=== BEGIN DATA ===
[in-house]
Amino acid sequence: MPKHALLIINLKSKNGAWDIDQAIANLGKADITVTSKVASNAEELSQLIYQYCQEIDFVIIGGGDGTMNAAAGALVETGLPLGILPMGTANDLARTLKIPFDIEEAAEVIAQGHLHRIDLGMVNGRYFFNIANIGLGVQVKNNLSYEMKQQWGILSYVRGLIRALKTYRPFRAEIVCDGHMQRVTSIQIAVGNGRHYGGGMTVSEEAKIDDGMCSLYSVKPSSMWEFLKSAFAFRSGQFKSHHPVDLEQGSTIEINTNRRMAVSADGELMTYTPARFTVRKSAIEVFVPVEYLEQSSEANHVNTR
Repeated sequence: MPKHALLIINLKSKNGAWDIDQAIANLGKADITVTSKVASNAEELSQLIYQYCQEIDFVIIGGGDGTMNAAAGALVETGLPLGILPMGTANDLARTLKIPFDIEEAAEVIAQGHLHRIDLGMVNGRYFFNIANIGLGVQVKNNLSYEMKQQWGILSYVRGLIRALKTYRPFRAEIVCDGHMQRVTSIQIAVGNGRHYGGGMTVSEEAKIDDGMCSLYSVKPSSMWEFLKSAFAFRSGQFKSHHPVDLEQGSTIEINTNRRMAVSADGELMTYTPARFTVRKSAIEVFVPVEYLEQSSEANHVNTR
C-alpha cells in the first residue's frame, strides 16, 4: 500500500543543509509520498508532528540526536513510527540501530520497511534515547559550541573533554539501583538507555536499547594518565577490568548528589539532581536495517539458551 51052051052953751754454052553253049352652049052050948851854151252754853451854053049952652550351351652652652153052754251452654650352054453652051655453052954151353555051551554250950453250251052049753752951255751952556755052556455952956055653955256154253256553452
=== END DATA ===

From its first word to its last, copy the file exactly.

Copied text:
[in-house]
Amino acid sequence: MPKHALLIINLKSKNGAWDIDQAIANLGKADITVTSKVASNAEELSQLIYQYCQEIDFVIIGGGDGTMNAAAGALVETGLPLGILPMGTANDLARTLKIPFDIEEAAEVIAQGHLHRIDLGMVNGRYFFNIANIGLGVQVKNNLSYEMKQQWGILSYVRGLIRALKTYRPFRAEIVCDGHMQRVTSIQIAVGNGRHYGGGMTVSEEAKIDDGMCSLYSVKPSSMWEFLKSAFAFRSGQFKSHHPVDLEQGSTIEINTNRRMAVSADGELMTYTPARFTVRKSAIEVFVPVEYLEQSSEANHVNTR
Repeated sequence: MPKHALLIINLKSKNGAWDIDQAIANLGKADITVTSKVASNAEELSQLIYQYCQEIDFVIIGGGDGTMNAAAGALVETGLPLGILPMGTANDLARTLKIPFDIEEAAEVIAQGHLHRIDLGMVNGRYFFNIANIGLGVQVKNNLSYEMKQQWGILSYVRGLIRALKTYRPFRAEIVCDGHMQRVTSIQIAVGNGRHYGGGMTVSEEAKIDDGMCSLYSVKPSSMWEFLKSAFAFRSGQFKSHHPVDLEQGSTIEINTNRRMAVSADGELMTYTPARFTVRKSAIEVFVPVEYLEQSSEANHVNTR
C-alpha cells in the first residue's frame, strides 16, 4: 500500500543543509509520498508532528540526536513510527540501530520497511534515547559550541573533554539501583538507555536499547594518565577490568548528589539532581536495517539458551 51052051052953751754454052553253049352652049052050948851854151252754853451854053049952652550351351652652652153052754251452654650352054453652051655453052954151353555051551554250950453250251052049753752951255751952556755052556455952956055653955256154253256553452